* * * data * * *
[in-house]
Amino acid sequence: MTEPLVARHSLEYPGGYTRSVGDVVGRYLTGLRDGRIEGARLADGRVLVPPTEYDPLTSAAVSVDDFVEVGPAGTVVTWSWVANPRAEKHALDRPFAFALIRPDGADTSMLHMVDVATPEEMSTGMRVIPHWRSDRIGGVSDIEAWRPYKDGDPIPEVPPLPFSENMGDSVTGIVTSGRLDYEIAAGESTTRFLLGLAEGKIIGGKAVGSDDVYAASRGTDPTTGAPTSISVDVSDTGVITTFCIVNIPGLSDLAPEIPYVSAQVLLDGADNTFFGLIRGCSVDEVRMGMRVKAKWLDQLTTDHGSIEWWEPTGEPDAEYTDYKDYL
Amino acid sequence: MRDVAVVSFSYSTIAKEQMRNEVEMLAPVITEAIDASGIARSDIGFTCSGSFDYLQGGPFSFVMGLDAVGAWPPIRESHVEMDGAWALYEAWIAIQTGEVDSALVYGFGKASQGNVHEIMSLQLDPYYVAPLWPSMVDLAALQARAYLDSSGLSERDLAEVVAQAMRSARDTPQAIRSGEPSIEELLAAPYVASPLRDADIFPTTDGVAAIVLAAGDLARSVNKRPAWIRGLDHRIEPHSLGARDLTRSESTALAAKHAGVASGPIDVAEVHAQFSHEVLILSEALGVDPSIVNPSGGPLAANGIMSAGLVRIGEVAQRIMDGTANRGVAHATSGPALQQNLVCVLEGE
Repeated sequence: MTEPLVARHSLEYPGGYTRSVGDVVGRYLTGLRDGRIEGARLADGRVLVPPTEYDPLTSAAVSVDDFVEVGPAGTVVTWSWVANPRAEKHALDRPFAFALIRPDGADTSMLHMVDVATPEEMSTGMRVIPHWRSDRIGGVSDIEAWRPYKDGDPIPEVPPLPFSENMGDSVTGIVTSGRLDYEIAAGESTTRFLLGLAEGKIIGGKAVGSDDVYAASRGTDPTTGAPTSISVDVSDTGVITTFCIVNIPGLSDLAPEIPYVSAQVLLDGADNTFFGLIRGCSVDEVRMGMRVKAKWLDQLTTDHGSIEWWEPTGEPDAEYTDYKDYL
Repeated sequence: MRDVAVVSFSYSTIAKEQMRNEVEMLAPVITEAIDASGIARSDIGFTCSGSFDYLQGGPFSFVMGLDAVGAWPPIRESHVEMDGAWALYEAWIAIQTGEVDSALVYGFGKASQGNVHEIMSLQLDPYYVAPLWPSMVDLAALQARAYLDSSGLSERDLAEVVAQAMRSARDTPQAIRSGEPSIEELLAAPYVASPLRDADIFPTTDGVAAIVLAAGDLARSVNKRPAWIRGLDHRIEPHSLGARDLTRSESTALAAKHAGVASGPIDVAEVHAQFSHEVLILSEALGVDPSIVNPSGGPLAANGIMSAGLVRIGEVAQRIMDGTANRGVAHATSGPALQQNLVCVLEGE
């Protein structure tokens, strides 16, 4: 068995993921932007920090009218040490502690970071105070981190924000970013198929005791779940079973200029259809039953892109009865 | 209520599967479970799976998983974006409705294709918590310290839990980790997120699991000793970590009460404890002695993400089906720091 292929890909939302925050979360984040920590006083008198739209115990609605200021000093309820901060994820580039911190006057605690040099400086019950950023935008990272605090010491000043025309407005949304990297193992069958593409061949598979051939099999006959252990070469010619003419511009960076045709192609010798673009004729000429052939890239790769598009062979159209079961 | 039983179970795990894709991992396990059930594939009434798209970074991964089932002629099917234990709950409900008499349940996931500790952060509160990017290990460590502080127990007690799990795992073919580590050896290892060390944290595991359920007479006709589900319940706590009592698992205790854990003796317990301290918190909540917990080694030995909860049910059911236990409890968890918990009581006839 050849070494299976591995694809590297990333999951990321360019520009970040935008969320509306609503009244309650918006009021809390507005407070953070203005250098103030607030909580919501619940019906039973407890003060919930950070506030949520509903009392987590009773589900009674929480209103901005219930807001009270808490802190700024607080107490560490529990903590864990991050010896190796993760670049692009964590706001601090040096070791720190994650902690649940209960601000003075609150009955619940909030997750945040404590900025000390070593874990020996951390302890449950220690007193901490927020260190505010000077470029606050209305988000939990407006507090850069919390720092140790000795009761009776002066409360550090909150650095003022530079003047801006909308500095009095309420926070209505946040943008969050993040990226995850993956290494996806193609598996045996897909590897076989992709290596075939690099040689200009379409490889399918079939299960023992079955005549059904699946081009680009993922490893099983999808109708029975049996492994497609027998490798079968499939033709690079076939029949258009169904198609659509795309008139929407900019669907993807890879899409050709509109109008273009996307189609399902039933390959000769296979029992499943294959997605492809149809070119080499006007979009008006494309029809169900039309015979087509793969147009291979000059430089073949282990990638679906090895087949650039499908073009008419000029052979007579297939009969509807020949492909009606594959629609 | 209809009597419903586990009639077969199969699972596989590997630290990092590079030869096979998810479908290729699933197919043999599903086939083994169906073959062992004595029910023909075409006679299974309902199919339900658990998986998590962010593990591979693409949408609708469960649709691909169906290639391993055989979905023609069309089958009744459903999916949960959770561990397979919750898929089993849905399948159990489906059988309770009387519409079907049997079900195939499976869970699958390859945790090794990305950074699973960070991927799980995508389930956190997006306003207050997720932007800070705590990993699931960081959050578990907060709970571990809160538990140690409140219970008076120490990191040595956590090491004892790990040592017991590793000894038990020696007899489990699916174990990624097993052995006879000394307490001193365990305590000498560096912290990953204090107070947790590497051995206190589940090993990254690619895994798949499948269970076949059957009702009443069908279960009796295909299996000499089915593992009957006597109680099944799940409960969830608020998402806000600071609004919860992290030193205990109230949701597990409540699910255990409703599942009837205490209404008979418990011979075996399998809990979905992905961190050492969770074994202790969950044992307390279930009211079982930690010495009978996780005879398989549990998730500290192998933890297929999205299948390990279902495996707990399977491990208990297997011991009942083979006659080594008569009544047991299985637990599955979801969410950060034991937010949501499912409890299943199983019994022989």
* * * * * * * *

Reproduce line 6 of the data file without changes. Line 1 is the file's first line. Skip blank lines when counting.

């Protein structure tokens, strides 16, 4: 068995993921932007920090009218040490502690970071105070981190924000970013198929005791779940079973200029259809039953892109009865 | 209520599967479970799976998983974006409705294709918590310290839990980790997120699991000793970590009460404890002695993400089906720091 292929890909939302925050979360984040920590006083008198739209115990609605200021000093309820901060994820580039911190006057605690040099400086019950950023935008990272605090010491000043025309407005949304990297193992069958593409061949598979051939099999006959252990070469010619003419511009960076045709192609010798673009004729000429052939890239790769598009062979159209079961 | 039983179970795990894709991992396990059930594939009434798209970074991964089932002629099917234990709950409900008499349940996931500790952060509160990017290990460590502080127990007690799990795992073919580590050896290892060390944290595991359920007479006709589900319940706590009592698992205790854990003796317990301290918190909540917990080694030995909860049910059911236990409890968890918990009581006839 050849070494299976591995694809590297990333999951990321360019520009970040935008969320509306609503009244309650918006009021809390507005407070953070203005250098103030607030909580919501619940019906039973407890003060919930950070506030949520509903009392987590009773589900009674929480209103901005219930807001009270808490802190700024607080107490560490529990903590864990991050010896190796993760670049692009964590706001601090040096070791720190994650902690649940209960601000003075609150009955619940909030997750945040404590900025000390070593874990020996951390302890449950220690007193901490927020260190505010000077470029606050209305988000939990407006507090850069919390720092140790000795009761009776002066409360550090909150650095003022530079003047801006909308500095009095309420926070209505946040943008969050993040990226995850993956290494996806193609598996045996897909590897076989992709290596075939690099040689200009379409490889399918079939299960023992079955005549059904699946081009680009993922490893099983999808109708029975049996492994497609027998490798079968499939033709690079076939029949258009169904198609659509795309008139929407900019669907993807890879899409050709509109109008273009996307189609399902039933390959000769296979029992499943294959997605492809149809070119080499006007979009008006494309029809169900039309015979087509793969147009291979000059430089073949282990990638679906090895087949650039499908073009008419000029052979007579297939009969509807020949492909009606594959629609 | 209809009597419903586990009639077969199969699972596989590997630290990092590079030869096979998810479908290729699933197919043999599903086939083994169906073959062992004595029910023909075409006679299974309902199919339900658990998986998590962010593990591979693409949408609708469960649709691909169906290639391993055989979905023609069309089958009744459903999916949960959770561990397979919750898929089993849905399948159990489906059988309770009387519409079907049997079900195939499976869970699958390859945790090794990305950074699973960070991927799980995508389930956190997006306003207050997720932007800070705590990993699931960081959050578990907060709970571990809160538990140690409140219970008076120490990191040595956590090491004892790990040592017991590793000894038990020696007899489990699916174990990624097993052995006879000394307490001193365990305590000498560096912290990953204090107070947790590497051995206190589940090993990254690619895994798949499948269970076949059957009702009443069908279960009796295909299996000499089915593992009957006597109680099944799940409960969830608020998402806000600071609004919860992290030193205990109230949701597990409540699910255990409703599942009837205490209404008979418990011979075996399998809990979905992905961190050492969770074994202790969950044992307390279930009211079982930690010495009978996780005879398989549990998730500290192998933890297929999205299948390990279902495996707990399977491990208990297997011991009942083979006659080594008569009544047991299985637990599955979801969410950060034991937010949501499912409890299943199983019994022989």